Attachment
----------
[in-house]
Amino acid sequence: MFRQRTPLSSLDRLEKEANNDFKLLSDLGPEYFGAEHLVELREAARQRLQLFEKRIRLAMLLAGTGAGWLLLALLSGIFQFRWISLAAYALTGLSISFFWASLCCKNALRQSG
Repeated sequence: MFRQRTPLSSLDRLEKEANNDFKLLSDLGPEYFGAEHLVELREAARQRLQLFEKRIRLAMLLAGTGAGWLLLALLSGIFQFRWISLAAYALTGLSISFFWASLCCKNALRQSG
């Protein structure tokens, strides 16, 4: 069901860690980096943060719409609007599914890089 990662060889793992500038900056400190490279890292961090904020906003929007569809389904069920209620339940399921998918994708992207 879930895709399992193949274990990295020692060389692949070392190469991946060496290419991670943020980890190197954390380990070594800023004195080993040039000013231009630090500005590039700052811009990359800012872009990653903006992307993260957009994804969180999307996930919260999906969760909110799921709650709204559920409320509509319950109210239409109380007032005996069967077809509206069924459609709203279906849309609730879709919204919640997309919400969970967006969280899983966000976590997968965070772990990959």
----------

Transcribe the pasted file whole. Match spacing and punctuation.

[in-house]
Amino acid sequence: MFRQRTPLSSLDRLEKEANNDFKLLSDLGPEYFGAEHLVELREAARQRLQLFEKRIRLAMLLAGTGAGWLLLALLSGIFQFRWISLAAYALTGLSISFFWASLCCKNALRQSG
Repeated sequence: MFRQRTPLSSLDRLEKEANNDFKLLSDLGPEYFGAEHLVELREAARQRLQLFEKRIRLAMLLAGTGAGWLLLALLSGIFQFRWISLAAYALTGLSISFFWASLCCKNALRQSG
């Protein structure tokens, strides 16, 4: 069901860690980096943060719409609007599914890089 990662060889793992500038900056400190490279890292961090904020906003929007569809389904069920209620339940399921998918994708992207 879930895709399992193949274990990295020692060389692949070392190469991946060496290419991670943020980890190197954390380990070594800023004195080993040039000013231009630090500005590039700052811009990359800012872009990653903006992307993260957009994804969180999307996930919260999906969760909110799921709650709204559920409320509509319950109210239409109380007032005996069967077809509206069924459609709203279906849309609730879709919204919640997309919400969970967006969280899983966000976590997968965070772990990959």